Sound Studies: Listening & Creating between the Material, Medium and Metaphor

Course Description: 

Elective course, University Wide Course (UWC)

In recent years there has been an explosion of work on sound by researchers in the social sciences and humanities. Highly interdisciplinary and often undertaken in cooperation with those outside academia, from musicians to professionals, the field of sound studies is increasingly diverse, daring and exciting. Using sonic frames to think through how technology mediates relations, how cultures of perception are learnt and changed, and how the growth and diversity of mass media informs communication can help us develop fresh approaches to longstanding questions, whatever our disciplinary home. With this in mind, this interdisciplinary and experimental course into the cultural, social, political and material dimensions of sound and listening will challenge students to both rethink their existing ideas and develop new interests.

The aim of this course is two-fold: firstly to interrogate some of the key debates in sound studies, secondly to acquaint students with some of the different skills needed to undertake research through a sonic lens. Touching on some of the most important moments in the development of the field, as well as contemporary debates, 9 of the 12 sessions will be used to help students situate their thinking within a body of scholarship that is seemingly in a constant state of emergence. The remaining 3 sessions (taking place once every 4 weeks) will involve practical learning and hands on engagement within and outside the university. It will push students to experiment with different ways of listening and researching – from soundwalks to podcasting to transduction. Students will develop public facing materials in these sessions, which may be published if of sufficient quality.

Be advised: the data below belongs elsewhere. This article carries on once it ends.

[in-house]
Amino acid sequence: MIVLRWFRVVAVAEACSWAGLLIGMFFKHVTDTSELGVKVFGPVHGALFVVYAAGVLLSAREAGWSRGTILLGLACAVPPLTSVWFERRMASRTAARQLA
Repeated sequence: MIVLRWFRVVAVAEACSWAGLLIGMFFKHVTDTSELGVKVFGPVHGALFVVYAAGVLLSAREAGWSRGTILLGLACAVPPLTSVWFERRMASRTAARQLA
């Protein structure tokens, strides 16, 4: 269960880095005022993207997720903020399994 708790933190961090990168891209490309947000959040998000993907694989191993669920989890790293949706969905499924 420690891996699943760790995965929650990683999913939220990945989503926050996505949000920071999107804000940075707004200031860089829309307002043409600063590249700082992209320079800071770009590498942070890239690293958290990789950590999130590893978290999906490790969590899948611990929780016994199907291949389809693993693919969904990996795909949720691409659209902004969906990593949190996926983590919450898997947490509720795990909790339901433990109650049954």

Learning Outcomes: 

The aim of this course is two-fold: firstly to interrogate some of the key debates in sound studies, secondly to acquaint students with some of the different skills needed to undertake research through a sonic lens. Touching on some of the most important moments in the development of the field, as well as contemporary debates, 9 of the 12 sessions will be used to help students situate their thinking within a body of scholarship that is seemingly in a constant state of emergence. The remaining 3 sessions (taking place once every 4 weeks) will involve practical learning and hands on engagement within and outside the university. It will push students to experiment with different ways of listening and researching – from soundwalks to podcasting to transduction. Students will develop public facing materials in these sessions, which may be published if of sufficient quality.

Assessment: 
  1. Critical questions or comments (classes 2, 3, 4, 6, 7, 9, 10 & 11): You must send one question or comment before THURSDAY MIDNIGHT of each class. The comment/question must relate to the readings and will be used in class to frame discussions. Questions should be posted in the appropriate forum of the e-learning site. Note on weeks you are presenting a case you do not have to post a question. (10 % of final grade along with attendance)